Dama Gazelle: Hard Lessons on the Road to Saving a Species
Striving to conserve the last few remaining individuals of a Critically Endangered species is fraught with risks. This is certainly the case for the dama gazelle that may have fewer than 100 individuals remaining in the wild. The most immediate recommendation from the Dama Gazelle (Nanger dama) Conservation Strategy 2019 – 2028, is to “capture any animals remaining in the Manga [Region] to conserve their genetic diversity before the population most likely becomes extinct.”
The Manga sub-population of dama gazelles – located near the border between Chad and Niger – was found to be genetically diverse, possessing genes vital in combatting diseases, providing resilience to changing environments, and possibly the basis for ‘cultural’ and behavioural adaptations that captive-bred animals have lost.
In undertaking this capture operation in January 2020, all parties were aware of how delicate these gazelles are. There was considerable relief that the mission undertaken resulted in the successful capture of three female dama gazelles. A male from the Ouadi Rimé-Ouadi Achim Game Reserve (OROAGR) was added to the group forming an in-situ captive breeding group to ensure that these genes were integrated into the offspring.
Just as the rest of the world entered lockdown due to Covid-19, the temperatures in the reserve started to soar, the group sheltered mostly in the shade of a Balanities thicket in the middle of the pen. Daily checks were made, but not wanting to disturb them too much, these flighty gazelles were difficult to monitor closely.
All signs seemed positive until early April when news was received that one of the females was found dead in the enclosure. Following the advice of vets and animal husbandry experts, the field-team sought to understand what happened. Unable to send a vet to the site, the team sent photos of the remaining individuals, all of whom had lost considerable condition and were very lean. The team provided more watering sites in the pens, and increased the locations of feed pellets, salt licks, and branches for the gazelles to browse upon. Additional camera traps were also set up to provide information on the night-time activities of the gazelles, as they are more active during the cooler hours.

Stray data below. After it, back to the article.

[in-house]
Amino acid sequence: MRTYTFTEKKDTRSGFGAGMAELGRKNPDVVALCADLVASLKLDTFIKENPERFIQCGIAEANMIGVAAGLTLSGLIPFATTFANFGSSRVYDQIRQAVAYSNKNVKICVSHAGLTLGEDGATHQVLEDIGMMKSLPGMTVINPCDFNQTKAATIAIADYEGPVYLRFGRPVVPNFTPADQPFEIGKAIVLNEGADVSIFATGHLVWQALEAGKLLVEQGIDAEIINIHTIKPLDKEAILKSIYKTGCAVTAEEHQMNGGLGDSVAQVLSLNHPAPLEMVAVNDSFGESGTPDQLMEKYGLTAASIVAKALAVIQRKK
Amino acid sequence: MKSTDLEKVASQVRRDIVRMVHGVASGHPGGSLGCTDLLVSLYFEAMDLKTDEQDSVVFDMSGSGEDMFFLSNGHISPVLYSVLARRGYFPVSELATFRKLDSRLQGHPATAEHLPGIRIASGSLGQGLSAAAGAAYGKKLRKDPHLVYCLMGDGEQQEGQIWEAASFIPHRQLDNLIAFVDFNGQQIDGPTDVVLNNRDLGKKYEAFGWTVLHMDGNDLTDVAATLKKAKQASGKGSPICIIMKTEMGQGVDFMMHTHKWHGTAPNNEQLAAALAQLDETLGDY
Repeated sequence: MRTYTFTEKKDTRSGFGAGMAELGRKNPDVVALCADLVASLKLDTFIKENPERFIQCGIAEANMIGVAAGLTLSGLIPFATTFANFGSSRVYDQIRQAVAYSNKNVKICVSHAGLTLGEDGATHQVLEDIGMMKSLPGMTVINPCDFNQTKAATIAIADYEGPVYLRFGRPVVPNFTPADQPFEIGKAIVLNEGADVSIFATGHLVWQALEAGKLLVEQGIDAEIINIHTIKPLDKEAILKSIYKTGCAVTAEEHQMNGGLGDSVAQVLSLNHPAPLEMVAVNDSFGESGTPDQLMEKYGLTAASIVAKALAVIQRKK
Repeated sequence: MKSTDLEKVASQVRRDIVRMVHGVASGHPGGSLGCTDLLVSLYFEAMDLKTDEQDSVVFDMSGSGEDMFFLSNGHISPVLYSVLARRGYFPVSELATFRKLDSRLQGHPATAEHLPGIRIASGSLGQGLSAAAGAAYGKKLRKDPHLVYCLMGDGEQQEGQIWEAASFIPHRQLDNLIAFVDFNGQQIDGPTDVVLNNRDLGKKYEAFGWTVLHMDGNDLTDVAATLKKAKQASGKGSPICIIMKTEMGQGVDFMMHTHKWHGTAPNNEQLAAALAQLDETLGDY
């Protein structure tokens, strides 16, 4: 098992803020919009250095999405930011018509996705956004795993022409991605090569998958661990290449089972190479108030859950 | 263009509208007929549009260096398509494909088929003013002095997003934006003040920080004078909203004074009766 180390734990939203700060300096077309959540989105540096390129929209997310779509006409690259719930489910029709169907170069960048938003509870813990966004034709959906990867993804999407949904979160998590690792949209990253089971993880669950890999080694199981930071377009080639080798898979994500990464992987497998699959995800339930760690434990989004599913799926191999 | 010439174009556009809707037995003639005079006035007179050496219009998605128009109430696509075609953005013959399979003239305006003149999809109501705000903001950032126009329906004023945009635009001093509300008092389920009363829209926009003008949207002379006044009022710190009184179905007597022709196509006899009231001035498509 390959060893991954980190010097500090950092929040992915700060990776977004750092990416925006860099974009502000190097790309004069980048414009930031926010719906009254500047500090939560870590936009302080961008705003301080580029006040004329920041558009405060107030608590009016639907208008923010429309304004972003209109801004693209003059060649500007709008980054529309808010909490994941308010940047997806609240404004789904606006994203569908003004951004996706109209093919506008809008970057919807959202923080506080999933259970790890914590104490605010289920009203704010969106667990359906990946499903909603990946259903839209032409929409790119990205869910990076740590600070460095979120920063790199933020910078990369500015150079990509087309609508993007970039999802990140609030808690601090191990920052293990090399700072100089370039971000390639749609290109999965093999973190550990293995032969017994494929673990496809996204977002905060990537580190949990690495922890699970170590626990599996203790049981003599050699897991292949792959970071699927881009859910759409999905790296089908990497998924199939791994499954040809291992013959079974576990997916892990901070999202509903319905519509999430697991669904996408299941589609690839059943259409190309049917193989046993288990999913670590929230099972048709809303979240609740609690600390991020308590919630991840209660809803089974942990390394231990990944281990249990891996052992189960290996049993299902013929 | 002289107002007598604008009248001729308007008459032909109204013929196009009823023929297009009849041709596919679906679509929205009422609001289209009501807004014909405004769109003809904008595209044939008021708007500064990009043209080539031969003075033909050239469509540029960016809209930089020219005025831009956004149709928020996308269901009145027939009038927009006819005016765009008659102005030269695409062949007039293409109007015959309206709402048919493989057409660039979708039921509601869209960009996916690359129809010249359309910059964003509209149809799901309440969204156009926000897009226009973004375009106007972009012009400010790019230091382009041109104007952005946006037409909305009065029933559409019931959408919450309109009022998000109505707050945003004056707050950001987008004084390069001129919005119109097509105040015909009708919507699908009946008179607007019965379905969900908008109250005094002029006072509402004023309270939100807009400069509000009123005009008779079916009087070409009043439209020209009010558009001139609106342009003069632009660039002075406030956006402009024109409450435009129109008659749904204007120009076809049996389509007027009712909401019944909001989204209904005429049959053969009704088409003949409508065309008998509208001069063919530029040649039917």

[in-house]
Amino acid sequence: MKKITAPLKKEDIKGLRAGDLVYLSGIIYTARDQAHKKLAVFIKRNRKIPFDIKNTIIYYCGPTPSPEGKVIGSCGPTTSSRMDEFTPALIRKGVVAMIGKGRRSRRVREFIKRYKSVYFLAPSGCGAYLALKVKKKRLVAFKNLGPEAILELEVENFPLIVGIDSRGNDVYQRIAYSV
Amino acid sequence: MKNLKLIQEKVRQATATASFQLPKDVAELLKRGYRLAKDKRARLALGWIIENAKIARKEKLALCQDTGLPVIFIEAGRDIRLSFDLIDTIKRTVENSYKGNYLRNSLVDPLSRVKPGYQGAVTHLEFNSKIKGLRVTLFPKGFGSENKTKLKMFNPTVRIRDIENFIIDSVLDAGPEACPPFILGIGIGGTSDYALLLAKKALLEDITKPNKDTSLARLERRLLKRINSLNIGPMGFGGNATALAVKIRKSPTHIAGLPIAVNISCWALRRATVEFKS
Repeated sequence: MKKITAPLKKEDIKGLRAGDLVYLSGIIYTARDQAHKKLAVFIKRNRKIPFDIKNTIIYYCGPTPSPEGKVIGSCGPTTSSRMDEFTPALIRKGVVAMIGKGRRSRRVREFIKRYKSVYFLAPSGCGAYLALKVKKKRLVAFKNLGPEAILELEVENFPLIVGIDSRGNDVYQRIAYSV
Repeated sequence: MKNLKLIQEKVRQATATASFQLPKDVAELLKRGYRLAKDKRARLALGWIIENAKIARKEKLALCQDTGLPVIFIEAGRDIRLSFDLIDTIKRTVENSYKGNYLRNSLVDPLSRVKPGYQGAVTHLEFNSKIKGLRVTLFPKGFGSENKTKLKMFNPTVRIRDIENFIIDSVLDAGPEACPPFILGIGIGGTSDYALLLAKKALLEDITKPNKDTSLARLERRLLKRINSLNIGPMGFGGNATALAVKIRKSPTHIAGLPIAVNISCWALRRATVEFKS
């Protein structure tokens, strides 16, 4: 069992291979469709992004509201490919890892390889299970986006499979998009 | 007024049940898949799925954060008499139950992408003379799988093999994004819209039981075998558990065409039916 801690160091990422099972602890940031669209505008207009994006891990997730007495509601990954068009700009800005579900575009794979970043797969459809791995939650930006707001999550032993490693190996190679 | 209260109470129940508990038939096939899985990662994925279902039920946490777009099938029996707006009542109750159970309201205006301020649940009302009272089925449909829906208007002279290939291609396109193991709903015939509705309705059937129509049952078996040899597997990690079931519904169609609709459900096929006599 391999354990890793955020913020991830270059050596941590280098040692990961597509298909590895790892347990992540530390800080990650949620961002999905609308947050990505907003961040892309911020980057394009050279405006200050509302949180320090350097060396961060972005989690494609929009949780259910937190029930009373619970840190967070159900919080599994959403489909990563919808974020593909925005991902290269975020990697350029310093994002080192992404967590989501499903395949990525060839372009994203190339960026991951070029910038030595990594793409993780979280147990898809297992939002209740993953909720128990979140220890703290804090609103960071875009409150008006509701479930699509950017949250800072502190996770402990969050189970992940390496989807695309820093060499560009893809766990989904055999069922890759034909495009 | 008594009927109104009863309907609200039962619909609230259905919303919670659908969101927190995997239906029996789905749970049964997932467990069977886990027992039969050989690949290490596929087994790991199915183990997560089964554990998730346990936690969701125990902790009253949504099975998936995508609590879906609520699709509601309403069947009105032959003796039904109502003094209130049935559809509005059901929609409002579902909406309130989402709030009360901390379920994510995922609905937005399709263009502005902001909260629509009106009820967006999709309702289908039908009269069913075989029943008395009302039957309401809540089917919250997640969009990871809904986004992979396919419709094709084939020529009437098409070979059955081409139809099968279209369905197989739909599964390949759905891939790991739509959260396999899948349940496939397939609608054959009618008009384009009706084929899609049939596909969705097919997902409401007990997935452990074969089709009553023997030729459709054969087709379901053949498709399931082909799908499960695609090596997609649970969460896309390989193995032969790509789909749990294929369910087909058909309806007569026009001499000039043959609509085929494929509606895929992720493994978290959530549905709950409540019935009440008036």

In mid- April, we received the devastating news that a second female had also died. The field-team were able to perform a virtual necropsy on this individual and the photos taken sent to the best available wildlife veterinarians and pathologists. Without the ability to run tests on blood and tissue samples, the main conclusion is that the animals lost significant body condition very quickly once the temperature rapidly increased and the native trees, shrubs and grasses dried out. Death from disease can, at this moment, probably be ruled out. While the team at OROAGR has extensive experience with scimitar-horned oryx, and recently addax, those species have come from captivity and are hardier than dama gazelles. The combination of wild dama gazelles adapting to captivity, and the travel restrictions due to Covid-19 (which didn’t allow more experienced captive managers to travel to Chad during this period—which had been planned) impacted this project negatively.
Everyone involved has learned a considerable amount from this experience, especially the field team, that has been isolated in OROAGR since mid-March. These lessons will help in implementing the other recommendations in the conservation strategy for this species. There is some good news. The remaining two dama gazelles have responded positively to being provisioned and are doing better. And it also looks very much as though the female is pregnant. We hope to report something more positive in a few months.
Photos © Marc Dethier / Sahara Conservation Fund